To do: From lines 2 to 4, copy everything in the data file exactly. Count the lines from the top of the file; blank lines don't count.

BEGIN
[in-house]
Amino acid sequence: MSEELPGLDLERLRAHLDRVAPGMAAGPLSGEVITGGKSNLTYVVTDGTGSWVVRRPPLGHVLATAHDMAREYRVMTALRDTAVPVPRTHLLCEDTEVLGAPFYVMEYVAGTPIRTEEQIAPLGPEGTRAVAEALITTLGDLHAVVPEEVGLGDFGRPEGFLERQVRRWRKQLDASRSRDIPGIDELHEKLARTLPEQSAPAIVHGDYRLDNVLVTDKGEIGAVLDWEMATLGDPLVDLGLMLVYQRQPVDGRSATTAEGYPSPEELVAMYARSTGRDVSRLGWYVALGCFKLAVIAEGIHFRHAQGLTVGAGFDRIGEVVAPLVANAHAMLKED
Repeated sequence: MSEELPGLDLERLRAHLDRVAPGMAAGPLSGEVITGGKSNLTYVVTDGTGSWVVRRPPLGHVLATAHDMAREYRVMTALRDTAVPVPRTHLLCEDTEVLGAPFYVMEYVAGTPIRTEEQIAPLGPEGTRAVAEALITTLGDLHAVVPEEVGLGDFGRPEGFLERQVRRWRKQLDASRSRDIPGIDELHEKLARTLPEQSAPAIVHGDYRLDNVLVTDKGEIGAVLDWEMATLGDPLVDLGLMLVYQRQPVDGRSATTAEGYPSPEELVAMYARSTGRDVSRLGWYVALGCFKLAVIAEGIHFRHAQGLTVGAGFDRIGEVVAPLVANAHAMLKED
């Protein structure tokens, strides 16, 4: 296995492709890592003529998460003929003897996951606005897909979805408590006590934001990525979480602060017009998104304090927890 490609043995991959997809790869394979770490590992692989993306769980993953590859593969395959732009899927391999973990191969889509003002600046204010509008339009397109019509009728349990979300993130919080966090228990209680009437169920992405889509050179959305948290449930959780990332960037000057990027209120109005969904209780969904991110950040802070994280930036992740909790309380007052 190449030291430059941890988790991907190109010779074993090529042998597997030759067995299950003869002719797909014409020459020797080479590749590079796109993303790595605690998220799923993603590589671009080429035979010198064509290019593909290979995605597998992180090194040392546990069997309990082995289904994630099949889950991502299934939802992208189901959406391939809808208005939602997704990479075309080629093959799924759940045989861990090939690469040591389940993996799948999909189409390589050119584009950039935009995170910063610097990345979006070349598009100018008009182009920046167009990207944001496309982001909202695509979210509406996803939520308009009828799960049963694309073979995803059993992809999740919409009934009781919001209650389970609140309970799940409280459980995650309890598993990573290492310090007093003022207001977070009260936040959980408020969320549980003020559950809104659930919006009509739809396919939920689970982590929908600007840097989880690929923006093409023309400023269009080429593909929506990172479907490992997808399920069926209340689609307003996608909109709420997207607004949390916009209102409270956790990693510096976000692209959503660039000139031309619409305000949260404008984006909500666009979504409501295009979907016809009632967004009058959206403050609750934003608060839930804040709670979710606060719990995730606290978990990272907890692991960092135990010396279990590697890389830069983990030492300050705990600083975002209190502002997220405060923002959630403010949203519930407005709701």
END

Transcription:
Amino acid sequence: MSEELPGLDLERLRAHLDRVAPGMAAGPLSGEVITGGKSNLTYVVTDGTGSWVVRRPPLGHVLATAHDMAREYRVMTALRDTAVPVPRTHLLCEDTEVLGAPFYVMEYVAGTPIRTEEQIAPLGPEGTRAVAEALITTLGDLHAVVPEEVGLGDFGRPEGFLERQVRRWRKQLDASRSRDIPGIDELHEKLARTLPEQSAPAIVHGDYRLDNVLVTDKGEIGAVLDWEMATLGDPLVDLGLMLVYQRQPVDGRSATTAEGYPSPEELVAMYARSTGRDVSRLGWYVALGCFKLAVIAEGIHFRHAQGLTVGAGFDRIGEVVAPLVANAHAMLKED
Repeated sequence: MSEELPGLDLERLRAHLDRVAPGMAAGPLSGEVITGGKSNLTYVVTDGTGSWVVRRPPLGHVLATAHDMAREYRVMTALRDTAVPVPRTHLLCEDTEVLGAPFYVMEYVAGTPIRTEEQIAPLGPEGTRAVAEALITTLGDLHAVVPEEVGLGDFGRPEGFLERQVRRWRKQLDASRSRDIPGIDELHEKLARTLPEQSAPAIVHGDYRLDNVLVTDKGEIGAVLDWEMATLGDPLVDLGLMLVYQRQPVDGRSATTAEGYPSPEELVAMYARSTGRDVSRLGWYVALGCFKLAVIAEGIHFRHAQGLTVGAGFDRIGEVVAPLVANAHAMLKED
């Protein structure tokens, strides 16, 4: 296995492709890592003529998460003929003897996951606005897909979805408590006590934001990525979480602060017009998104304090927890 490609043995991959997809790869394979770490590992692989993306769980993953590859593969395959732009899927391999973990191969889509003002600046204010509008339009397109019509009728349990979300993130919080966090228990209680009437169920992405889509050179959305948290449930959780990332960037000057990027209120109005969904209780969904991110950040802070994280930036992740909790309380007052 190449030291430059941890988790991907190109010779074993090529042998597997030759067995299950003869002719797909014409020459020797080479590749590079796109993303790595605690998220799923993603590589671009080429035979010198064509290019593909290979995605597998992180090194040392546990069997309990082995289904994630099949889950991502299934939802992208189901959406391939809808208005939602997704990479075309080629093959799924759940045989861990090939690469040591389940993996799948999909189409390589050119584009950039935009995170910063610097990345979006070349598009100018008009182009920046167009990207944001496309982001909202695509979210509406996803939520308009009828799960049963694309073979995803059993992809999740919409009934009781919001209650389970609140309970799940409280459980995650309890598993990573290492310090007093003022207001977070009260936040959980408020969320549980003020559950809104659930919006009509739809396919939920689970982590929908600007840097989880690929923006093409023309400023269009080429593909929506990172479907490992997808399920069926209340689609307003996608909109709420997207607004949390916009209102409270956790990693510096976000692209959503660039000139031309619409305000949260404008984006909500666009979504409501295009979907016809009632967004009058959206403050609750934003608060839930804040709670979710606060719990995730606290978990990272907890692991960092135990010396279990590697890389830069983990030492300050705990600083975002209190502002997220405060923002959630403010949203519930407005709701």